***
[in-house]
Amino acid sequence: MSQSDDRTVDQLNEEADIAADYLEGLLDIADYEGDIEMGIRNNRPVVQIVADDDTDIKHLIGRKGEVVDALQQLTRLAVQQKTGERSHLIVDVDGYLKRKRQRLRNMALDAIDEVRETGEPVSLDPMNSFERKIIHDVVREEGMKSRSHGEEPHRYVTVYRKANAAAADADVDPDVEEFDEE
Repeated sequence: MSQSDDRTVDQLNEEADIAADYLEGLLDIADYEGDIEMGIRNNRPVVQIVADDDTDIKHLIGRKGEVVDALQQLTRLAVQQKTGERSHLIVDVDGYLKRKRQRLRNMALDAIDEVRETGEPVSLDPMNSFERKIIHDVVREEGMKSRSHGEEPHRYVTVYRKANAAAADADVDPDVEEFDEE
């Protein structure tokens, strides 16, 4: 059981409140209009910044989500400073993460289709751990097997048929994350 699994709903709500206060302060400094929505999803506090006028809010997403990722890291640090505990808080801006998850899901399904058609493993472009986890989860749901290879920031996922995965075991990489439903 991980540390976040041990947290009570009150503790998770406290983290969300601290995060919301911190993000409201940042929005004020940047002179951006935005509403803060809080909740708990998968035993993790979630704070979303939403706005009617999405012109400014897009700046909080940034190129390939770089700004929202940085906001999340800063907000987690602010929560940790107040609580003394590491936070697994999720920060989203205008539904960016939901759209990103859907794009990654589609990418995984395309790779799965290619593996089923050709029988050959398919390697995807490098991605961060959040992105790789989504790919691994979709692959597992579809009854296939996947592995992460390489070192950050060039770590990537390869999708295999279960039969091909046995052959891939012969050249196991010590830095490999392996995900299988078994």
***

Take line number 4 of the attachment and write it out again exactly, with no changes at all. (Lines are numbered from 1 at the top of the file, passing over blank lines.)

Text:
């Protein structure tokens, strides 16, 4: 059981409140209009910044989500400073993460289709751990097997048929994350 699994709903709500206060302060400094929505999803506090006028809010997403990722890291640090505990808080801006998850899901399904058609493993472009986890989860749901290879920031996922995965075991990489439903 991980540390976040041990947290009570009150503790998770406290983290969300601290995060919301911190993000409201940042929005004020940047002179951006935005509403803060809080909740708990998968035993993790979630704070979303939403706005009617999405012109400014897009700046909080940034190129390939770089700004929202940085906001999340800063907000987690602010929560940790107040609580003394590491936070697994999720920060989203205008539904960016939901759209990103859907794009990654589609990418995984395309790779799965290619593996089923050709029988050959398919390697995807490098991605961060959040992105790789989504790919691994979709692959597992579809009854296939996947592995992460390489070192950050060039770590990537390869999708295999279960039969091909046995052959891939012969050249196991010590830095490999392996995900299988078994």